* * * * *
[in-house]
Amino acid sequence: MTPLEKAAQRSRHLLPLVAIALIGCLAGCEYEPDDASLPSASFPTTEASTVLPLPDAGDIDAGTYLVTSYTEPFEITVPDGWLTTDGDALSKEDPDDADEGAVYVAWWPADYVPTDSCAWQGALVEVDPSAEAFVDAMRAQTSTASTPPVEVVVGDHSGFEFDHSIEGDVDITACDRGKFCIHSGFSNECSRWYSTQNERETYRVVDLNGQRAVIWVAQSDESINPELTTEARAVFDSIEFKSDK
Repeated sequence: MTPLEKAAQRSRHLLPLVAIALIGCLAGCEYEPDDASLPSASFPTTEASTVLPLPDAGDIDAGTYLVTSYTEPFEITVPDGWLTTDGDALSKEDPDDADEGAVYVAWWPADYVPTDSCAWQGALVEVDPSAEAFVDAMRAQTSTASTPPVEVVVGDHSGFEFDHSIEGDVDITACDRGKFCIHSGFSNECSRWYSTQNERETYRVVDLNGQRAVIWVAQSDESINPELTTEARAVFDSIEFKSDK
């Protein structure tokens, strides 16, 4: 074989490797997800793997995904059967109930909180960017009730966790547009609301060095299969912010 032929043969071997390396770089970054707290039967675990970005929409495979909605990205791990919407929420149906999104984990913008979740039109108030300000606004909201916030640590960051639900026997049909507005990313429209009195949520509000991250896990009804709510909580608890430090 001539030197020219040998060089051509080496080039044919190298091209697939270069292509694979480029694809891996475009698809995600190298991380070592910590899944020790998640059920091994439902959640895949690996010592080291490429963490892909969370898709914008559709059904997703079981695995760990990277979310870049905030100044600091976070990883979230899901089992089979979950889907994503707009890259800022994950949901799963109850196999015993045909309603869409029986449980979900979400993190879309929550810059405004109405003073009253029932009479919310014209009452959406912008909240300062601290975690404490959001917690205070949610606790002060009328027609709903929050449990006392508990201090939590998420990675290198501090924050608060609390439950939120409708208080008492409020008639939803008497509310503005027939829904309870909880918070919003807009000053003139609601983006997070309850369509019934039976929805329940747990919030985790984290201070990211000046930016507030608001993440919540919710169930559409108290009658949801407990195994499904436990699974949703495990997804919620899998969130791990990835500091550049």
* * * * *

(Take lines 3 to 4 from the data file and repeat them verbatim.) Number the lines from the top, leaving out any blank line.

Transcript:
Repeated sequence: MTPLEKAAQRSRHLLPLVAIALIGCLAGCEYEPDDASLPSASFPTTEASTVLPLPDAGDIDAGTYLVTSYTEPFEITVPDGWLTTDGDALSKEDPDDADEGAVYVAWWPADYVPTDSCAWQGALVEVDPSAEAFVDAMRAQTSTASTPPVEVVVGDHSGFEFDHSIEGDVDITACDRGKFCIHSGFSNECSRWYSTQNERETYRVVDLNGQRAVIWVAQSDESINPELTTEARAVFDSIEFKSDK
């Protein structure tokens, strides 16, 4: 074989490797997800793997995904059967109930909180960017009730966790547009609301060095299969912010 032929043969071997390396770089970054707290039967675990970005929409495979909605990205791990919407929420149906999104984990913008979740039109108030300000606004909201916030640590960051639900026997049909507005990313429209009195949520509000991250896990009804709510909580608890430090 001539030197020219040998060089051509080496080039044919190298091209697939270069292509694979480029694809891996475009698809995600190298991380070592910590899944020790998640059920091994439902959640895949690996010592080291490429963490892909969370898709914008559709059904997703079981695995760990990277979310870049905030100044600091976070990883979230899901089992089979979950889907994503707009890259800022994950949901799963109850196999015993045909309603869409029986449980979900979400993190879309929550810059405004109405003073009253029932009479919310014209009452959406912008909240300062601290975690404490959001917690205070949610606790002060009328027609709903929050449990006392508990201090939590998420990675290198501090924050608060609390439950939120409708208080008492409020008639939803008497509310503005027939829904309870909880918070919003807009000053003139609601983006997070309850369509019934039976929805329940747990919030985790984290201070990211000046930016507030608001993440919540919710169930559409108290009658949801407990195994499904436990699974949703495990997804919620899998969130791990990835500091550049």